"Our asset-allocation model was based on the idea that there was no correlation between our alternatives and bonds and equities," says James Marketti, retired president of Communications Workers of America Local 1032, who has been a member of the state's investment council since September 2008. "It turns out they were perfectly correlated."In sum, the state has a huge pension mess, has increased the benefits it is required to pay out, and cut the amount of money it provides to the funds, which have been significantly eroded because of stock market losses.
For all the miscues, New Jersey's pension woes can't be blamed on particularly poor investment results. An examination of state reports shows that the fund's returns have more or less tracked the broad stock market's. The real problem has been the underfunding (emphasis added).
Meanwhile, the obligations keep mounting: Even while they were neglecting pension contributions, New Jersey politicians were sweetening the pot. In 2001 benefits for the state's two largest groups of workers, government employees and teachers, were increased by 9%, creating an additional $4.2 billion in liabilities. In 1999 the state approved a "20 and out" measure that allowed firefighters and local police to collect pensions equal to 50% of their pay after 20 years of service - a perk previously available only to the state police. Benefits added since 1999 have increased liabilities by more than $6.8 billion, according to official estimates.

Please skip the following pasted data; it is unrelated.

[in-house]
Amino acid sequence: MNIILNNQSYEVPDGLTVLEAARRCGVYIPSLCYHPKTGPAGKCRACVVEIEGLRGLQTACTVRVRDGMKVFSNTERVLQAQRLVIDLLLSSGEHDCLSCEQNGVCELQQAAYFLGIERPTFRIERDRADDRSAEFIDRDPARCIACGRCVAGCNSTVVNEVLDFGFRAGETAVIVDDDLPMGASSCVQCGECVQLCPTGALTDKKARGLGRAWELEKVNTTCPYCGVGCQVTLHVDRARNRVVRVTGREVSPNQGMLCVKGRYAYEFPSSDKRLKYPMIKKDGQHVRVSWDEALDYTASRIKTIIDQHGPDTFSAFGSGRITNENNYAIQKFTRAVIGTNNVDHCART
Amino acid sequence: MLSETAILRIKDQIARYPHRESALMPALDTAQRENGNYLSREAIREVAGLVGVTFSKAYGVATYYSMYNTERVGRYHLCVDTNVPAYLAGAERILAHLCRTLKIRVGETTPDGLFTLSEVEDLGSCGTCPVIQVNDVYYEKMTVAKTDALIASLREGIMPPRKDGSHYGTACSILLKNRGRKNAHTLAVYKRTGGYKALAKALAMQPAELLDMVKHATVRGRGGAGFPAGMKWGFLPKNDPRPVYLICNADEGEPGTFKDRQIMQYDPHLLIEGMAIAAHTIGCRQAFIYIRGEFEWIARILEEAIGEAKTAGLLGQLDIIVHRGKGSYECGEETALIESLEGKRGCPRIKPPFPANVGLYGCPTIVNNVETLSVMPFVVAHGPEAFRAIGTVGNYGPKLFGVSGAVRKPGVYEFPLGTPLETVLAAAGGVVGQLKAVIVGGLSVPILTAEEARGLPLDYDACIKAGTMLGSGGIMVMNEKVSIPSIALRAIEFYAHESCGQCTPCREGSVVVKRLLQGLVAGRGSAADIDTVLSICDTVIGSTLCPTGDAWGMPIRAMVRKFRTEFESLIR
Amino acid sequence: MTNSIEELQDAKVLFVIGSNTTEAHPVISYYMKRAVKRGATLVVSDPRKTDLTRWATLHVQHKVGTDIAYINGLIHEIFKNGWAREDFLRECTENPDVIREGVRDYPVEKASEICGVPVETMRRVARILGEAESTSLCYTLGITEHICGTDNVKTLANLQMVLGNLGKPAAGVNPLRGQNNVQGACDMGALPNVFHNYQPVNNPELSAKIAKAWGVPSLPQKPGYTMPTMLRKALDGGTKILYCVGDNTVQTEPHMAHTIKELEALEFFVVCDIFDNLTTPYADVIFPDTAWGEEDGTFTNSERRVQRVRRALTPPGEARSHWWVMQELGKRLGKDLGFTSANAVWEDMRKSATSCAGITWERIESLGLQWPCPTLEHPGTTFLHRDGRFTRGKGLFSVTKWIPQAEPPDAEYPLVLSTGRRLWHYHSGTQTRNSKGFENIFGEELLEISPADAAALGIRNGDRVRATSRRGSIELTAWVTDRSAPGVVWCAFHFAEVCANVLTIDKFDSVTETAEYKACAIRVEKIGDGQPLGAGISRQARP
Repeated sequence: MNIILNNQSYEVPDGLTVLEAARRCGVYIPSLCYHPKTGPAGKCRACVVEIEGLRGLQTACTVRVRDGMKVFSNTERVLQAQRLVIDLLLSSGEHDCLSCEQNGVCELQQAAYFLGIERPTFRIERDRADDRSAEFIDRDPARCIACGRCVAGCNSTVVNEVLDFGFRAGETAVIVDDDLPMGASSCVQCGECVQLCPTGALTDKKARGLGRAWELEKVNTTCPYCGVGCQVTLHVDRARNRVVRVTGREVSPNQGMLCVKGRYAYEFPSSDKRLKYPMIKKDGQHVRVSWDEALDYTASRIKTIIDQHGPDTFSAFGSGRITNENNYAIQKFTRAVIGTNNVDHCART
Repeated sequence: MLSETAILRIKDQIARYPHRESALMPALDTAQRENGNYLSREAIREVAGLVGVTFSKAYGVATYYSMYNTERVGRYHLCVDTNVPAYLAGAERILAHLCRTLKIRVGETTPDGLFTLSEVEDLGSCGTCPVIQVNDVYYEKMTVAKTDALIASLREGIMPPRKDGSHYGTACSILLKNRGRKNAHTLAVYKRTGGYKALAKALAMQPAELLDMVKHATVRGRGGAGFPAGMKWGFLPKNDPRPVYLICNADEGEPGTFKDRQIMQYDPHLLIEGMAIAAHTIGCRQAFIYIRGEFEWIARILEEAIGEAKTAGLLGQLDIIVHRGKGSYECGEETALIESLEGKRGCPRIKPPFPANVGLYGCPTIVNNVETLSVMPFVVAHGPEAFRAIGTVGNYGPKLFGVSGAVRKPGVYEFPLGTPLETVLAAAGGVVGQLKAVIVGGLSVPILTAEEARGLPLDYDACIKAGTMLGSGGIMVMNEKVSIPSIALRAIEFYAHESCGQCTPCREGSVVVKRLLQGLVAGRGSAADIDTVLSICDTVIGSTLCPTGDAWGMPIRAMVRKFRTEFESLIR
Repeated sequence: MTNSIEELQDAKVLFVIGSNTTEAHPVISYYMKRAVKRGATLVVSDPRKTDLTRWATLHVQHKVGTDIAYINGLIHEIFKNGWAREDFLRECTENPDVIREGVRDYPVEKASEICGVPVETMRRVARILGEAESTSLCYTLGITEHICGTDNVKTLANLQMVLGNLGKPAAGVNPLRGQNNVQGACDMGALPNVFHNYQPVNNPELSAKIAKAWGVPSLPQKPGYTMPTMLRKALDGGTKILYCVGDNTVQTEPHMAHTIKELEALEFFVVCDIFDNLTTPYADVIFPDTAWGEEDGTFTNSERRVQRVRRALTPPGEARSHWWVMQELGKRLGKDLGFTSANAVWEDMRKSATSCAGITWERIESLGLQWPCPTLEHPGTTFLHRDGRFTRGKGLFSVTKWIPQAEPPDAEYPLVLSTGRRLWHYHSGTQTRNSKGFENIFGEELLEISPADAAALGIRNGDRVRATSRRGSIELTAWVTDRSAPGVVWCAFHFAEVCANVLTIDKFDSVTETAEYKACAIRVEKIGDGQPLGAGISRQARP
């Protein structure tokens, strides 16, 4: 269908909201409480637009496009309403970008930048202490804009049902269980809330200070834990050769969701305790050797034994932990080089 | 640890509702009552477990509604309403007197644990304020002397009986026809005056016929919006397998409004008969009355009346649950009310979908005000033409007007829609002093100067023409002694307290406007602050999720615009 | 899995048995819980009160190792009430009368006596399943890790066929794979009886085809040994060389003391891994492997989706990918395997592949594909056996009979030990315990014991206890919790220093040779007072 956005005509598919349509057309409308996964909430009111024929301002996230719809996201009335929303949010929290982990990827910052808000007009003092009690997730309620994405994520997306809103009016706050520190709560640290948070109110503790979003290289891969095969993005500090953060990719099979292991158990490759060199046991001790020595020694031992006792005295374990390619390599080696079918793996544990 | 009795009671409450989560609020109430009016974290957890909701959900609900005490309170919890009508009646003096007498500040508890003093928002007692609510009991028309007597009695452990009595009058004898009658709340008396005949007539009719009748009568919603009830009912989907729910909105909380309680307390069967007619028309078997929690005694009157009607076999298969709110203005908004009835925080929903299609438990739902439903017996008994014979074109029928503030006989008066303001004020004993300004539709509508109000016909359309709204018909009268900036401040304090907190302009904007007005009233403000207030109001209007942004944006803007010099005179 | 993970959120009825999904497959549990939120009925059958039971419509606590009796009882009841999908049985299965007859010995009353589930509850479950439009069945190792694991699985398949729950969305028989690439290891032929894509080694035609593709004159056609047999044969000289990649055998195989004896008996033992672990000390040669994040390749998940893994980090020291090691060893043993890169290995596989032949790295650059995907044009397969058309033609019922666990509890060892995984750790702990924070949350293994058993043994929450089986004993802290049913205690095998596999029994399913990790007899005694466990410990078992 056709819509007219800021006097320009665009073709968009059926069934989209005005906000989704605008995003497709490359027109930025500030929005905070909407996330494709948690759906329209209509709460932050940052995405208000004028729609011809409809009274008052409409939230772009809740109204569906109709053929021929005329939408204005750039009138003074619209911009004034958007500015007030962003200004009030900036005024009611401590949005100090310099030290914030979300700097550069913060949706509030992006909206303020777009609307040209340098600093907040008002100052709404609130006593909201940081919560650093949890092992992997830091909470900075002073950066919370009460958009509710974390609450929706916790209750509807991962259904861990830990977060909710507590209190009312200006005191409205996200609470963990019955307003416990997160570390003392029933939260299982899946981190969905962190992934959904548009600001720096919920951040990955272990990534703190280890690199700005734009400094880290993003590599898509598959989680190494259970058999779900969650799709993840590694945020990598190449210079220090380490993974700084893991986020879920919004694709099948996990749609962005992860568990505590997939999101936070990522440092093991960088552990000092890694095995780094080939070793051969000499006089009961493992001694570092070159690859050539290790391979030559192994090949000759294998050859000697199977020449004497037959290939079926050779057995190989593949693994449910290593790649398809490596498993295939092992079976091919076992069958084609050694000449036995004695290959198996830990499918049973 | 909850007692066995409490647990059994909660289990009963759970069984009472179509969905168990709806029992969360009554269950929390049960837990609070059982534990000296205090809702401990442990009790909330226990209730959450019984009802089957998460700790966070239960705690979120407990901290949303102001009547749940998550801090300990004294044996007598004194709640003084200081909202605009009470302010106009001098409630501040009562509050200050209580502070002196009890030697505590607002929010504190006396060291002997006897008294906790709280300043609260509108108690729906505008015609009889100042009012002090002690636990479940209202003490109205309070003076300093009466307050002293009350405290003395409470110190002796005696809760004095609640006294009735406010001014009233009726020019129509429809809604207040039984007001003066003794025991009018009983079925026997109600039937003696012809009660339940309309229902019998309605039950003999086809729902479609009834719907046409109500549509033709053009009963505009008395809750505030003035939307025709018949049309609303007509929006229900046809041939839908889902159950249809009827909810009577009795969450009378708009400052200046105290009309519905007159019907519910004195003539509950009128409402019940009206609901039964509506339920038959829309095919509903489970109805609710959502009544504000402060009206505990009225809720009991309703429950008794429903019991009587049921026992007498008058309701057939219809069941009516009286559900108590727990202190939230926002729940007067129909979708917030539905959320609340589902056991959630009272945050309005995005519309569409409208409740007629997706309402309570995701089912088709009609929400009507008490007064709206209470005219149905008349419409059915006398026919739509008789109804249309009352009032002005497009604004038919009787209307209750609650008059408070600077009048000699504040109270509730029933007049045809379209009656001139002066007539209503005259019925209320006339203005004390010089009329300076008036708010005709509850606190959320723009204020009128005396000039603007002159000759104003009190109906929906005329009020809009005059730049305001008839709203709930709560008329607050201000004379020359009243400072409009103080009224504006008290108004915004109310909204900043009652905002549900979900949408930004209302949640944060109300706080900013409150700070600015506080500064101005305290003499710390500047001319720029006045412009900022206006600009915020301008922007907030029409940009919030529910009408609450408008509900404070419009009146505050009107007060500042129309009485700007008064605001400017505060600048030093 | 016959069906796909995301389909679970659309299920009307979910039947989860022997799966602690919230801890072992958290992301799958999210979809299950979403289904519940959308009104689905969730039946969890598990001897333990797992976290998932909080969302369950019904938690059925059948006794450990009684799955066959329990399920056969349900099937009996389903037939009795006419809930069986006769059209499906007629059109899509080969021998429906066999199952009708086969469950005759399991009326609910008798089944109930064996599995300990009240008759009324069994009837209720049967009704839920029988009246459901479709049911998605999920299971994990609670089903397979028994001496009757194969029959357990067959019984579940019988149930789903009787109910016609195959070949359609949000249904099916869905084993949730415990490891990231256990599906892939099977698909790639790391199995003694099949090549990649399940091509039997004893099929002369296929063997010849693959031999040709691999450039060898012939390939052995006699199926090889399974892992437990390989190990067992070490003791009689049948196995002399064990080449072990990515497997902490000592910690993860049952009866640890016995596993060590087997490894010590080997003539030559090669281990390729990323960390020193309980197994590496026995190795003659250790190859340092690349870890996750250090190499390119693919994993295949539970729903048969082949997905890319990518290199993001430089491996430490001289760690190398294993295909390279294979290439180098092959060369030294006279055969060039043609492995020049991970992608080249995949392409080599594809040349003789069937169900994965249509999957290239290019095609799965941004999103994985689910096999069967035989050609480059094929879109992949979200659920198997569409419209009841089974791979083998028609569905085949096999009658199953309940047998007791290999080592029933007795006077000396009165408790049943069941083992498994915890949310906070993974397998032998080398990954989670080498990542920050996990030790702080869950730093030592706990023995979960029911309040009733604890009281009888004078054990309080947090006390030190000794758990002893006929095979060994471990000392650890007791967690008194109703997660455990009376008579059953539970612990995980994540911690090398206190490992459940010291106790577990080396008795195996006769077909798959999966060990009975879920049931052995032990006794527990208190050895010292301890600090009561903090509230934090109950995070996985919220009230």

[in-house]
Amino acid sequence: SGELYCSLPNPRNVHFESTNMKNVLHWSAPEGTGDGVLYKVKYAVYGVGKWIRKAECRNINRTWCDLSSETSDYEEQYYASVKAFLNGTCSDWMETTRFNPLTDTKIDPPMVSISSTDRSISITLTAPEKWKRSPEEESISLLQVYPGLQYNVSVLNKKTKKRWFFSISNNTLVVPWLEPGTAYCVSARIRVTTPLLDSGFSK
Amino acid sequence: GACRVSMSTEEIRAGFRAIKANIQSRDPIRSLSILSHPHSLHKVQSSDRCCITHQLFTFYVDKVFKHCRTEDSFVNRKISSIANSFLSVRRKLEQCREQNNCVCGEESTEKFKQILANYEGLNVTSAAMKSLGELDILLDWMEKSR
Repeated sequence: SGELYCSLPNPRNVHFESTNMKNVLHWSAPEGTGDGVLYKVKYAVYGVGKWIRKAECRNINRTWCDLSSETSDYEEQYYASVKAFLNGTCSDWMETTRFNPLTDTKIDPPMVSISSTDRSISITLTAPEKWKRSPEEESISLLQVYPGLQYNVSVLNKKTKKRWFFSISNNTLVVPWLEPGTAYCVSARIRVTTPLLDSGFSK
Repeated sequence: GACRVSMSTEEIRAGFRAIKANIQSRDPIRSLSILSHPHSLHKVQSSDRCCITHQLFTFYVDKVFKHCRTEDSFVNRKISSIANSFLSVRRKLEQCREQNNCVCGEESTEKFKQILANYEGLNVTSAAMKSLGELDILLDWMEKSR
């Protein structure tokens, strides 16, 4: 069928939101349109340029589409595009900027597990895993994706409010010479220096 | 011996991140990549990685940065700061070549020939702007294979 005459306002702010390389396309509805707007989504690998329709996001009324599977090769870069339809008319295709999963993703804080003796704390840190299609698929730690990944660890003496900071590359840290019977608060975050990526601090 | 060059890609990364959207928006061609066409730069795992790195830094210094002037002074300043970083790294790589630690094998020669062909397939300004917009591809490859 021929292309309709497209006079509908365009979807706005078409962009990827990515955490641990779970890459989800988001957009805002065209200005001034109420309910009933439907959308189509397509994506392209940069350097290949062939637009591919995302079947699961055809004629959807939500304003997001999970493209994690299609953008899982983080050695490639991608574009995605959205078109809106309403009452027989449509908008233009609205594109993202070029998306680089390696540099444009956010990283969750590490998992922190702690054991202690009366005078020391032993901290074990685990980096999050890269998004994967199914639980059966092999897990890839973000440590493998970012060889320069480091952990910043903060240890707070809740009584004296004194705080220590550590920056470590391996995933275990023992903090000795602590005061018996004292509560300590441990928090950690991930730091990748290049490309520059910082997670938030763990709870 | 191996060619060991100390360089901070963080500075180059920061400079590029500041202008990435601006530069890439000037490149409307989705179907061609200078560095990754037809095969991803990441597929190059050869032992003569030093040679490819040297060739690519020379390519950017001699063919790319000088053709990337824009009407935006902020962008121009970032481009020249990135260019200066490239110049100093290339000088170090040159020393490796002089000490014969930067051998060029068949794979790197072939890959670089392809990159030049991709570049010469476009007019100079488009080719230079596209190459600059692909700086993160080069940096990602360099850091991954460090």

However, as bad as all that is, the situation is so much worse than even that based on what current Governor Jon Corzine (D) has repeatedly proposed. He actually has called on localities to further shortchange the pension obligations so as to balance the budget.
That's right folks, he has repeatedly called for further underfunding of the pension system by withholding contributions to the pension funds so as to avoid raising taxes and cutting back the amount the state would contribute as the recession hits revenues hard.
Instead of cutting services and workforce so as to bring liabilities in line with revenues, he's playing games around the margins and throwing gasoline on the pension bomb by continuing to underfund the pension fund. Corzine has repeatedly said that underfunding is bad, but the alternative of raising taxes is worse. Curiously, the idea of cutting state workforce and reducing spending never entered the discussion, let alone consideration from Corzine and New Jersey Democrats in general.
Also, keep in mind that the pension mess was staggeringly huge even before the recession - when Corzine did nothing to address the problem. Now, the problem is even worse, and his solutions is to continue underfunding the pension.
The mess will fall to the next governor to fix, along with the dysfunctional legislature in Trenton.